Barcelona – more than one club

Barcelona is without question one of the best cities in the world; certainly if not THE best destination it ranks in the top five in the world.  Inner city beaches, fantastic architecture, a lively atmosphere, great food, nightlife, fashionable shopping and almost year round sunshine mean that the city is a magnet for tourists yearly.  Given its location in Spain there is also the potential to go ski’ing via just a few hours driving to the north.

Such is the way Barcelona expresses itself through its foremost club FC Barcelona you would be forgiven for not knowing that the city and its surrounds are represented by more than just one football club. The city of Barcelona itself plays host to another La Liga side – RCD Espanyol while there are numerous lower league sides just a few miles outside the city.

Successful in its own right, both in Spanish domestic and international UEFA football, Espanyol remain a La Liga side to this day although seldom do they provide a challenge to the big three of Atletico Madrid, FCB and Real.  Twice the club have appeared in the UEFA Cup final losing both times on penalties to Bayer Leverkusen in 1988 and Sevilla in 2007.

Barcelona is the capital of the Spanish region of Catalonia. Looking onto the Mediterranean it has a cosmopolitan feel with Roman remains, medieval winding streets and some of the the most beautiful examples of 20th century modernism. It is no surprise that emblematic constructions by the Catalan architect Antoni Gaudí have been declared UNESCO World Heritage spots.

While once it was Real Madrid who were the Spanish kings the last few decades have seen FC Barcelona strike out in its own independent way as a world football leader.  Just before hosting the 1992 Olympic Games Johan Cryuff led Barcelona to its first ever European Cup thanks to a win over Sampdoria at Wembley.  Further wins in Europe’s premier tournament have followed in 2006, 2009, 2011 and 2015. As yet Barcelona haven’t met Real Madrid in a Champions League final, an eventuality that may will occur over the course of the next ten years.


If Barcelona the city owes its origins to the Romans then FC Barcelona owe its foundations to a Swiss.  On 22nd October 1899 Joan Gamper placed an advert in Los Deportes newspaper declaring his wish to form a football club. A positive response resulted in a meeting at the address of Gimnasio Solé on 29 November and the club was born. They began playing in blue and grenadine kits (blaugrana) which were also the colours of Gamper’s first club FC Basel.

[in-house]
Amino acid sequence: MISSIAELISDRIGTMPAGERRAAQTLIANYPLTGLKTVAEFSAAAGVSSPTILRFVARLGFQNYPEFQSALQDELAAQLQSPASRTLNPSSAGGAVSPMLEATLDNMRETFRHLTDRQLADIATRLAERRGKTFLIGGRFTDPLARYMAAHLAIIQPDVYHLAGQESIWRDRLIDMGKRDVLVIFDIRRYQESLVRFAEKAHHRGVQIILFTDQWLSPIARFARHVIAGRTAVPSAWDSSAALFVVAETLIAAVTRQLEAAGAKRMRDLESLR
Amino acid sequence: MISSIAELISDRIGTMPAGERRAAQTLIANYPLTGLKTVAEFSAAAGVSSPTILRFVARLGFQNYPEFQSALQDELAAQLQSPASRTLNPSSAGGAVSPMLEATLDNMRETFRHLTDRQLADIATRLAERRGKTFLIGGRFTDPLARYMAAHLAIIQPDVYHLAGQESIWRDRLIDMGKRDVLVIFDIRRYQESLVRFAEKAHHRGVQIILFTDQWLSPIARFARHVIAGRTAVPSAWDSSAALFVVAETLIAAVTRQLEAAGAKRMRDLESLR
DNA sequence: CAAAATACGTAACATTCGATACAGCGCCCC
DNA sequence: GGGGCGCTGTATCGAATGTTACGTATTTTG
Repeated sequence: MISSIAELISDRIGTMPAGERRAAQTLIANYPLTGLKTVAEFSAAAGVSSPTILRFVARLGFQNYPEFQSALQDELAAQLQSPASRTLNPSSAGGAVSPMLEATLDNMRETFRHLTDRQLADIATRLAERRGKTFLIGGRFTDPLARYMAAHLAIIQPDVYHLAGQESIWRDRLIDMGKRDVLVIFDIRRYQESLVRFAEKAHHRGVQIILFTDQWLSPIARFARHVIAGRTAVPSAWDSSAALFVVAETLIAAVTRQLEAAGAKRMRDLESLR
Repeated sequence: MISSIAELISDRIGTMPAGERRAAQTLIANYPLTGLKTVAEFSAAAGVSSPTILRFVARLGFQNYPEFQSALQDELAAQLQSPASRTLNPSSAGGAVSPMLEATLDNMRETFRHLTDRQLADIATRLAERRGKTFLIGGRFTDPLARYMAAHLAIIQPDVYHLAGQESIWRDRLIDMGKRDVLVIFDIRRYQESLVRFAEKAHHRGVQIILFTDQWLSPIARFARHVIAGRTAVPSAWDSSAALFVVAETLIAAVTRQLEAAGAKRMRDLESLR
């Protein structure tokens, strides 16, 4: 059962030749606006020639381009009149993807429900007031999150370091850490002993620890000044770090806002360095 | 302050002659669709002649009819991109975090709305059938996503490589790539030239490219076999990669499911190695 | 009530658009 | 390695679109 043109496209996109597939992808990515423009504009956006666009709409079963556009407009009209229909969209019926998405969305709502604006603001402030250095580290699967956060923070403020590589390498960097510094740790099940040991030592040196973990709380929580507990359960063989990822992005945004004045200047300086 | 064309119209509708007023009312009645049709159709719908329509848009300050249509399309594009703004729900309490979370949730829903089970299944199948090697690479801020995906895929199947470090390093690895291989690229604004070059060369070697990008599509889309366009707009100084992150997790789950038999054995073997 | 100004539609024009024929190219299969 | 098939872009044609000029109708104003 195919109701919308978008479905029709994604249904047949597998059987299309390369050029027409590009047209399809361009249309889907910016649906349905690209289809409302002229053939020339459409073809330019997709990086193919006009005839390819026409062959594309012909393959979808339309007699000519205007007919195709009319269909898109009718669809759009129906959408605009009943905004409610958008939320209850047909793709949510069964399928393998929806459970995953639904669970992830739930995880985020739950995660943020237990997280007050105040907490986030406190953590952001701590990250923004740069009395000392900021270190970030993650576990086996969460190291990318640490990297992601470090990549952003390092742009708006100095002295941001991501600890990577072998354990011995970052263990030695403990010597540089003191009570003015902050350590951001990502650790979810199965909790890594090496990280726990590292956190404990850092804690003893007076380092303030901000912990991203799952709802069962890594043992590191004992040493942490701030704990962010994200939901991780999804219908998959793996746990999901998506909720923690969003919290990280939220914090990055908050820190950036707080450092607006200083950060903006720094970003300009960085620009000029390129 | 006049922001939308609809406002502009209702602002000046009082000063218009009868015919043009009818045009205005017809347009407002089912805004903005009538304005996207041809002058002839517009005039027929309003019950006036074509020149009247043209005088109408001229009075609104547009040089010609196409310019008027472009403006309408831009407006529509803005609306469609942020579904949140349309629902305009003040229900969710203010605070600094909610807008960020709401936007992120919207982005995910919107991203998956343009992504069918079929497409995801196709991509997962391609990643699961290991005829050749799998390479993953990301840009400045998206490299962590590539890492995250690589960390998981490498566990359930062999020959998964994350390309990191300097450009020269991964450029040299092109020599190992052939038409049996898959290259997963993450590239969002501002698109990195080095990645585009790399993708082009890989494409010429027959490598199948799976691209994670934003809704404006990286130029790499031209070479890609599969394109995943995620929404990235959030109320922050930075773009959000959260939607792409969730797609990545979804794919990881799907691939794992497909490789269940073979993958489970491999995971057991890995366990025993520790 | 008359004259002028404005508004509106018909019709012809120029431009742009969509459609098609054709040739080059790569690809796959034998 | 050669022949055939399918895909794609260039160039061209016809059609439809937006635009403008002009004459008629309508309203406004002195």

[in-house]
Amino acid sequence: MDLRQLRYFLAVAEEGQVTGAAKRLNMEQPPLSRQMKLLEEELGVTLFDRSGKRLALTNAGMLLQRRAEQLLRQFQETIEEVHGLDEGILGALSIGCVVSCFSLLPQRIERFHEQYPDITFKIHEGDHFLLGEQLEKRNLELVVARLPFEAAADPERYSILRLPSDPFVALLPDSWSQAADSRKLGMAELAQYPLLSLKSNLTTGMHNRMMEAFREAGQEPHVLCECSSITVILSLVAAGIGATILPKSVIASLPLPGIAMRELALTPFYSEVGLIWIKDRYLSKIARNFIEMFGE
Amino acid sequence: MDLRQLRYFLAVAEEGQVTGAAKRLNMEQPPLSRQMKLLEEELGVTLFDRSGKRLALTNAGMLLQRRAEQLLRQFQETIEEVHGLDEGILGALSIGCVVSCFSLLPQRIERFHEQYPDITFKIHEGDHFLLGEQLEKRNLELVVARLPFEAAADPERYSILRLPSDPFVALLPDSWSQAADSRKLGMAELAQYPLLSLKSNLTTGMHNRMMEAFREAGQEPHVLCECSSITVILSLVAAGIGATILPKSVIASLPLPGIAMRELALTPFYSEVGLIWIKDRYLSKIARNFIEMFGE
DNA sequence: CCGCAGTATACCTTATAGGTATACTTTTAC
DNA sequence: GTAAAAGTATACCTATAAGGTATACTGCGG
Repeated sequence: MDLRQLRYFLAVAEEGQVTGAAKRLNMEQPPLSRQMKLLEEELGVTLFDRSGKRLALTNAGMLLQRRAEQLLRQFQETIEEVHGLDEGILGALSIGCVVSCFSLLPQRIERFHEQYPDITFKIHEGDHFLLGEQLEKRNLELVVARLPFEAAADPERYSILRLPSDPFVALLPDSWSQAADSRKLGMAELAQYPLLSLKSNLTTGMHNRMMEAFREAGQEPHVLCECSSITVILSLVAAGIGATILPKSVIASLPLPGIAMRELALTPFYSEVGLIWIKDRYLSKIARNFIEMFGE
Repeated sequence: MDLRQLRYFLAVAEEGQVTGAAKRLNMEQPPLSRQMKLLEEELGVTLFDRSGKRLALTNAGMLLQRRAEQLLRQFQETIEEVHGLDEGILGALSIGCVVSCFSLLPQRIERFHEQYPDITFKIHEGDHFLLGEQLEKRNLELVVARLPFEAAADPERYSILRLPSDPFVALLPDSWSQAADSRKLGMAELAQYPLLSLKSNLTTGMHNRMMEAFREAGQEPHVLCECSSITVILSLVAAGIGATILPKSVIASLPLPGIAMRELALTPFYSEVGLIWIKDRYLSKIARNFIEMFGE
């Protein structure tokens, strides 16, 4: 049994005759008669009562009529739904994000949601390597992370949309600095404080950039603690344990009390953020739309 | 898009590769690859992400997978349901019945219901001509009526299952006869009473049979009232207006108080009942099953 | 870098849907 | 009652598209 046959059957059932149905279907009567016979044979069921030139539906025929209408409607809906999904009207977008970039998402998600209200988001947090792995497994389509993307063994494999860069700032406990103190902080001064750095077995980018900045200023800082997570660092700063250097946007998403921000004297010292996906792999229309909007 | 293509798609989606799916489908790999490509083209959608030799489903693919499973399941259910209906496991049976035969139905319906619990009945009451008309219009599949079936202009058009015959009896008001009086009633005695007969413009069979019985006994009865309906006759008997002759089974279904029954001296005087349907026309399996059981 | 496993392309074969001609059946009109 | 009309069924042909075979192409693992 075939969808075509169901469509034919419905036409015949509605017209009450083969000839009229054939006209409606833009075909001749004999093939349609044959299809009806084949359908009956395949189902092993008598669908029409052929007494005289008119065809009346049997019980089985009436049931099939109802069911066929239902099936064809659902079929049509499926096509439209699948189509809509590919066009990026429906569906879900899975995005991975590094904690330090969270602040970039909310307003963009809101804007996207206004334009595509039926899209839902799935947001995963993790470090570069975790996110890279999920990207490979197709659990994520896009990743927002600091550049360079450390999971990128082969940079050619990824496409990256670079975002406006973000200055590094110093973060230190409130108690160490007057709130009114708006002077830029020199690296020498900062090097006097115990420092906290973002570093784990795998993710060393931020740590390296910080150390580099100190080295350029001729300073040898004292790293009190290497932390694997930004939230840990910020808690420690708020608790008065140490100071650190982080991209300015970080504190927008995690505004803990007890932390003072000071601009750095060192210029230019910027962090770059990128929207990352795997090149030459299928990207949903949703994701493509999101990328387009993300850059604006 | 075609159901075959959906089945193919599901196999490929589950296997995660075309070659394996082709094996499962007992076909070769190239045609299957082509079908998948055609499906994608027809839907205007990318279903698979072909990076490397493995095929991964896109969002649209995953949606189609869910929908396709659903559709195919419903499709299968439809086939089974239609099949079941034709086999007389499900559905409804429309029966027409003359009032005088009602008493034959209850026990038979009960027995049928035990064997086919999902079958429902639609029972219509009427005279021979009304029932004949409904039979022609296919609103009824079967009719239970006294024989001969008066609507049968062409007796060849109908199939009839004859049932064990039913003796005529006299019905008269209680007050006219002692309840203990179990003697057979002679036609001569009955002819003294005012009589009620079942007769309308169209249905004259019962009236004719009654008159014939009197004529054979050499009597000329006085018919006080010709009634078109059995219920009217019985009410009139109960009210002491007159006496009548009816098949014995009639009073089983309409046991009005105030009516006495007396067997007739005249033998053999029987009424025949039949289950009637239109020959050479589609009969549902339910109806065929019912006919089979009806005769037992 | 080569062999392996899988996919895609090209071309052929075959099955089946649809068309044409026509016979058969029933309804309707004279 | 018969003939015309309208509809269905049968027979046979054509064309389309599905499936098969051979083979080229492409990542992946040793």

Espanyol was founded on 28 October 1900 by Ángel Rodríguez Ruiz, an engineering student at the University of Barcelona. The club’s original home was in the well-off district of Sarrià.  The royal colours of blue and white were chosen as the playing kits.

Espanyol entered the new millennium having to change name from the Castillian ‘Español’ to its Catalan equivalent of Espanyol. By then they had moved out of the historical home the Sarria Stadium which had been a venue for the 1982 World Cup Finals and the 1992 Olympics.  A shabby but unpretentious antidote to the more grand and towering Nou Camp home of FC Barcelona, anger by fans met its demolition.

The club were forced to move to the inner city Olympic Montjuic Stadium for a number of years.

Espanyol like FC Barcelona had used numerous grounds during its early years of football before setting in at the Estadio de Sarria. Such was its intimate feel modern apartment blocks nearby enjoyed an almost unrestricted view inside the stadium interiors on match day.

While the Sarria was loved by Espanyol Socios the Estadi Olímpic Lluís Companys  Montjuic had always been less than loved, especially so amongst Espanyol fans who met the move with anger.  Only after its reconstruction for the 1992 Olympic Games did it rise in the feelings of the city.

Few stadiums have such a spectacular location sitting as it does upon the summit of Montjuic hill surrounded by a parkland and overlooking the city.  These days the stadium still hosts public events such as concerts and cultural events.

Today RCD Espanyol play football at the Estadi Cornellà-El Prat.  Opened in 2009 it was originally thought that the stadium would be called the Nou Sarria.  It currently has room for over 40,000 fans and the club rightfully has a playing surface of its own.

Across town Barcelona continue to play football at the huge and iconic Nou Camp stadium.  Plans are also afoot to develop this venue further.  In January 2014 Barcelona’s board of directors rejected the option of building a new stadium and will instead remodel the Nou Camp to bring the capacity up to 105,000.   The project is expected to cost around €600 million with work beginning in 2017.

One constant whenever Barca play at home is the club anthem ‘El Cant del Barca’ written by Jaume Picas and Josep Maria Espinas with music composed by Manuel Valls i Gorina.

The whole stadium (Tot el camp)

roars with one voice (es un clam)

we all wear blue and scarlet (som la gent blaugrana)

wherever we are from (tant se val d’on venim)

from the south or from the north (si dei sud o del nord)

Now we all agree, we all agree (ara estem d’accord, estem d’acord)

One flag seals our brotherhood (una bandera ens agermana)

Blue and scarlet in the wind (Blaugrana al vent)

Our cry is bold (un crit valent)

We have a name (tenim un nom)

That everyone knows (el sap tothom)

Barca, Barca, Baaarca!

You can see some original images from Barcelona here.